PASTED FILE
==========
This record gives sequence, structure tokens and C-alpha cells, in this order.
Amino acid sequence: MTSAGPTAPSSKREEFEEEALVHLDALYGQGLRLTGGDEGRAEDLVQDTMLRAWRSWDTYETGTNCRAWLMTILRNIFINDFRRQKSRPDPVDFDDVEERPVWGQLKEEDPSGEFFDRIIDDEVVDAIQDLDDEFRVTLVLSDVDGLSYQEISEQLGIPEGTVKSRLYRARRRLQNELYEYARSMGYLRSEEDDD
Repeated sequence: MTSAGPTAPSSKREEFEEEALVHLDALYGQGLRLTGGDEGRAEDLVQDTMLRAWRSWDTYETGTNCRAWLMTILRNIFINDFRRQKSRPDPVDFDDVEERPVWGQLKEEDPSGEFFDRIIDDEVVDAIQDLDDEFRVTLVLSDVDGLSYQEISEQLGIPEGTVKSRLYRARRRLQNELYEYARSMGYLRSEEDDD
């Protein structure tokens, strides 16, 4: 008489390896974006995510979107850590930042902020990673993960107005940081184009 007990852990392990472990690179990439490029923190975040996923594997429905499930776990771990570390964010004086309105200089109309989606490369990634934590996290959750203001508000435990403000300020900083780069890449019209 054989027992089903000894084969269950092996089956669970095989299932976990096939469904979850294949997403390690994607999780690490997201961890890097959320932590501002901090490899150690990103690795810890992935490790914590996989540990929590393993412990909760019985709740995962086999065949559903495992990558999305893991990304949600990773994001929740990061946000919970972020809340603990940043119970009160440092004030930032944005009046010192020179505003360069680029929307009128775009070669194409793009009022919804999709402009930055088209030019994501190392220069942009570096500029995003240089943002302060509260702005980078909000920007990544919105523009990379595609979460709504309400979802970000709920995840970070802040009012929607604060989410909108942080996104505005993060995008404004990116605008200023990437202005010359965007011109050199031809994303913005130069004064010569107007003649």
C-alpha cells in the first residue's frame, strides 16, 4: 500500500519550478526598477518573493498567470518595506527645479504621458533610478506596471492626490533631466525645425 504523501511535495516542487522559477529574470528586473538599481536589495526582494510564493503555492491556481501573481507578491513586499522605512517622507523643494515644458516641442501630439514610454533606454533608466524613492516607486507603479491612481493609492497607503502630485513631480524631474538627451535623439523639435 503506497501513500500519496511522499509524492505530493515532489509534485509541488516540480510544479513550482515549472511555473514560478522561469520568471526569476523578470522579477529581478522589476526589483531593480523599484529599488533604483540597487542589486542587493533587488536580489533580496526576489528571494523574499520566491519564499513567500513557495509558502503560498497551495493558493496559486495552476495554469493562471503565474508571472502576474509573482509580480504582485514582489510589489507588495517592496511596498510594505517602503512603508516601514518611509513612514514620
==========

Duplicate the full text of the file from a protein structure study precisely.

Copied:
This record gives sequence, structure tokens and C-alpha cells, in this order.
Amino acid sequence: MTSAGPTAPSSKREEFEEEALVHLDALYGQGLRLTGGDEGRAEDLVQDTMLRAWRSWDTYETGTNCRAWLMTILRNIFINDFRRQKSRPDPVDFDDVEERPVWGQLKEEDPSGEFFDRIIDDEVVDAIQDLDDEFRVTLVLSDVDGLSYQEISEQLGIPEGTVKSRLYRARRRLQNELYEYARSMGYLRSEEDDD
Repeated sequence: MTSAGPTAPSSKREEFEEEALVHLDALYGQGLRLTGGDEGRAEDLVQDTMLRAWRSWDTYETGTNCRAWLMTILRNIFINDFRRQKSRPDPVDFDDVEERPVWGQLKEEDPSGEFFDRIIDDEVVDAIQDLDDEFRVTLVLSDVDGLSYQEISEQLGIPEGTVKSRLYRARRRLQNELYEYARSMGYLRSEEDDD
């Protein structure tokens, strides 16, 4: 008489390896974006995510979107850590930042902020990673993960107005940081184009 007990852990392990472990690179990439490029923190975040996923594997429905499930776990771990570390964010004086309105200089109309989606490369990634934590996290959750203001508000435990403000300020900083780069890449019209 054989027992089903000894084969269950092996089956669970095989299932976990096939469904979850294949997403390690994607999780690490997201961890890097959320932590501002901090490899150690990103690795810890992935490790914590996989540990929590393993412990909760019985709740995962086999065949559903495992990558999305893991990304949600990773994001929740990061946000919970972020809340603990940043119970009160440092004030930032944005009046010192020179505003360069680029929307009128775009070669194409793009009022919804999709402009930055088209030019994501190392220069942009570096500029995003240089943002302060509260702005980078909000920007990544919105523009990379595609979460709504309400979802970000709920995840970070802040009012929607604060989410909108942080996104505005993060995008404004990116605008200023990437202005010359965007011109050199031809994303913005130069004064010569107007003649």
C-alpha cells in the first residue's frame, strides 16, 4: 500500500519550478526598477518573493498567470518595506527645479504621458533610478506596471492626490533631466525645425 504523501511535495516542487522559477529574470528586473538599481536589495526582494510564493503555492491556481501573481507578491513586499522605512517622507523643494515644458516641442501630439514610454533606454533608466524613492516607486507603479491612481493609492497607503502630485513631480524631474538627451535623439523639435 503506497501513500500519496511522499509524492505530493515532489509534485509541488516540480510544479513550482515549472511555473514560478522561469520568471526569476523578470522579477529581478522589476526589483531593480523599484529599488533604483540597487542589486542587493533587488536580489533580496526576489528571494523574499520566491519564499513567500513557495509558502503560498497551495493558493496559486495552476495554469493562471503565474508571472502576474509573482509580480504582485514582489510589489507588495517592496511596498510594505517602503512603508516601514518611509513612514514620